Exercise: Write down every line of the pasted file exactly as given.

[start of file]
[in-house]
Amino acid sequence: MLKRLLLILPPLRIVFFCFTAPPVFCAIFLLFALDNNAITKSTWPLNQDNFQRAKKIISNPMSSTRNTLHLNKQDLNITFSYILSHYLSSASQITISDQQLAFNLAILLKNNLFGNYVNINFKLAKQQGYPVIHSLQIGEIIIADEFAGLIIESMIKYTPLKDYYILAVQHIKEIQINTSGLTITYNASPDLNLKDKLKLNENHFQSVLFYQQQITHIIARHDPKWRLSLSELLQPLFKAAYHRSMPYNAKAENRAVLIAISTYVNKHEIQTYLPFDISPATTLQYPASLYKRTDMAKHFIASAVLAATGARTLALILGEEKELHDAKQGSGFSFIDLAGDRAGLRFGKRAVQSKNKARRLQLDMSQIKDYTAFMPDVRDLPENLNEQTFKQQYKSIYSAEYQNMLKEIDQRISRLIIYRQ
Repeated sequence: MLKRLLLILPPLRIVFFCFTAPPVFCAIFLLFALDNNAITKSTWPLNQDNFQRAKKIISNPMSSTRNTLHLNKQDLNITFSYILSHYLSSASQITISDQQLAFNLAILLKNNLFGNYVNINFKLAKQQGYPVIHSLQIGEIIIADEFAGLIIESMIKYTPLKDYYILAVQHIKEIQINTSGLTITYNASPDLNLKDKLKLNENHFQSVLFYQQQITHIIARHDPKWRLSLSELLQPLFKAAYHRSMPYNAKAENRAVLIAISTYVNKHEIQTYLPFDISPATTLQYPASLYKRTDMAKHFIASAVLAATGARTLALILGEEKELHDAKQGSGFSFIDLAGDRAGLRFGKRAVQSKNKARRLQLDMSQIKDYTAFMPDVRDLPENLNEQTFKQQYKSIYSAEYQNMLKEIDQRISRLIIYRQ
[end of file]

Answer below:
[in-house]
Amino acid sequence: MLKRLLLILPPLRIVFFCFTAPPVFCAIFLLFALDNNAITKSTWPLNQDNFQRAKKIISNPMSSTRNTLHLNKQDLNITFSYILSHYLSSASQITISDQQLAFNLAILLKNNLFGNYVNINFKLAKQQGYPVIHSLQIGEIIIADEFAGLIIESMIKYTPLKDYYILAVQHIKEIQINTSGLTITYNASPDLNLKDKLKLNENHFQSVLFYQQQITHIIARHDPKWRLSLSELLQPLFKAAYHRSMPYNAKAENRAVLIAISTYVNKHEIQTYLPFDISPATTLQYPASLYKRTDMAKHFIASAVLAATGARTLALILGEEKELHDAKQGSGFSFIDLAGDRAGLRFGKRAVQSKNKARRLQLDMSQIKDYTAFMPDVRDLPENLNEQTFKQQYKSIYSAEYQNMLKEIDQRISRLIIYRQ
Repeated sequence: MLKRLLLILPPLRIVFFCFTAPPVFCAIFLLFALDNNAITKSTWPLNQDNFQRAKKIISNPMSSTRNTLHLNKQDLNITFSYILSHYLSSASQITISDQQLAFNLAILLKNNLFGNYVNINFKLAKQQGYPVIHSLQIGEIIIADEFAGLIIESMIKYTPLKDYYILAVQHIKEIQINTSGLTITYNASPDLNLKDKLKLNENHFQSVLFYQQQITHIIARHDPKWRLSLSELLQPLFKAAYHRSMPYNAKAENRAVLIAISTYVNKHEIQTYLPFDISPATTLQYPASLYKRTDMAKHFIASAVLAATGARTLALILGEEKELHDAKQGSGFSFIDLAGDRAGLRFGKRAVQSKNKARRLQLDMSQIKDYTAFMPDVRDLPENLNEQTFKQQYKSIYSAEYQNMLKEIDQRISRLIIYRQ